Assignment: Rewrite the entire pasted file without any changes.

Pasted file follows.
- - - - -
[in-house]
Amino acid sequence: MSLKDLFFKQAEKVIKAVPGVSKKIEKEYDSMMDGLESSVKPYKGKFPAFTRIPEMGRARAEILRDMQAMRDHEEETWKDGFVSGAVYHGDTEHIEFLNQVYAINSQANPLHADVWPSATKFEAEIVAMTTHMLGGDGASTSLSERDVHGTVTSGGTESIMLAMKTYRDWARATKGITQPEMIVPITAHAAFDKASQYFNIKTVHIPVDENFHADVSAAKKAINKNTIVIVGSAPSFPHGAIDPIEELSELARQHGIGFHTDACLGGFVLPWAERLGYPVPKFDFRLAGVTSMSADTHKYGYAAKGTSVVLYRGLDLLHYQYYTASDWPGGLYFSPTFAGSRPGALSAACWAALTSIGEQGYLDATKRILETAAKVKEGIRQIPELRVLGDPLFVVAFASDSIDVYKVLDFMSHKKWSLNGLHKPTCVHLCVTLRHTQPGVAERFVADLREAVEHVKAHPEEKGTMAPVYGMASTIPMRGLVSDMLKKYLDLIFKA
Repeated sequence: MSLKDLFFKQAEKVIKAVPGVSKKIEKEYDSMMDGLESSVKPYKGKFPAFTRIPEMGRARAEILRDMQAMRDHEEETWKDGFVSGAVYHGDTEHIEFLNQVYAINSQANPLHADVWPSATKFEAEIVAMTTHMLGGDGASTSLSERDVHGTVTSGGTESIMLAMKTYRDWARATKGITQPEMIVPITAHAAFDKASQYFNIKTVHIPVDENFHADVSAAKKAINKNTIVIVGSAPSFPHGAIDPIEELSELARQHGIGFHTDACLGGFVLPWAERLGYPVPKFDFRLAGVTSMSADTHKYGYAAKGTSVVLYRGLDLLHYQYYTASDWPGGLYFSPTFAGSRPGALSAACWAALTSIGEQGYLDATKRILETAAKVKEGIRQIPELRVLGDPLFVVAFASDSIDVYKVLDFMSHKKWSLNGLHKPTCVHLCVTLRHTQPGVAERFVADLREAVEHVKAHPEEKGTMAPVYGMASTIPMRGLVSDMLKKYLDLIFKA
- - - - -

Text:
[in-house]
Amino acid sequence: MSLKDLFFKQAEKVIKAVPGVSKKIEKEYDSMMDGLESSVKPYKGKFPAFTRIPEMGRARAEILRDMQAMRDHEEETWKDGFVSGAVYHGDTEHIEFLNQVYAINSQANPLHADVWPSATKFEAEIVAMTTHMLGGDGASTSLSERDVHGTVTSGGTESIMLAMKTYRDWARATKGITQPEMIVPITAHAAFDKASQYFNIKTVHIPVDENFHADVSAAKKAINKNTIVIVGSAPSFPHGAIDPIEELSELARQHGIGFHTDACLGGFVLPWAERLGYPVPKFDFRLAGVTSMSADTHKYGYAAKGTSVVLYRGLDLLHYQYYTASDWPGGLYFSPTFAGSRPGALSAACWAALTSIGEQGYLDATKRILETAAKVKEGIRQIPELRVLGDPLFVVAFASDSIDVYKVLDFMSHKKWSLNGLHKPTCVHLCVTLRHTQPGVAERFVADLREAVEHVKAHPEEKGTMAPVYGMASTIPMRGLVSDMLKKYLDLIFKA
Repeated sequence: MSLKDLFFKQAEKVIKAVPGVSKKIEKEYDSMMDGLESSVKPYKGKFPAFTRIPEMGRARAEILRDMQAMRDHEEETWKDGFVSGAVYHGDTEHIEFLNQVYAINSQANPLHADVWPSATKFEAEIVAMTTHMLGGDGASTSLSERDVHGTVTSGGTESIMLAMKTYRDWARATKGITQPEMIVPITAHAAFDKASQYFNIKTVHIPVDENFHADVSAAKKAINKNTIVIVGSAPSFPHGAIDPIEELSELARQHGIGFHTDACLGGFVLPWAERLGYPVPKFDFRLAGVTSMSADTHKYGYAAKGTSVVLYRGLDLLHYQYYTASDWPGGLYFSPTFAGSRPGALSAACWAALTSIGEQGYLDATKRILETAAKVKEGIRQIPELRVLGDPLFVVAFASDSIDVYKVLDFMSHKKWSLNGLHKPTCVHLCVTLRHTQPGVAERFVADLREAVEHVKAHPEEKGTMAPVYGMASTIPMRGLVSDMLKKYLDLIFKA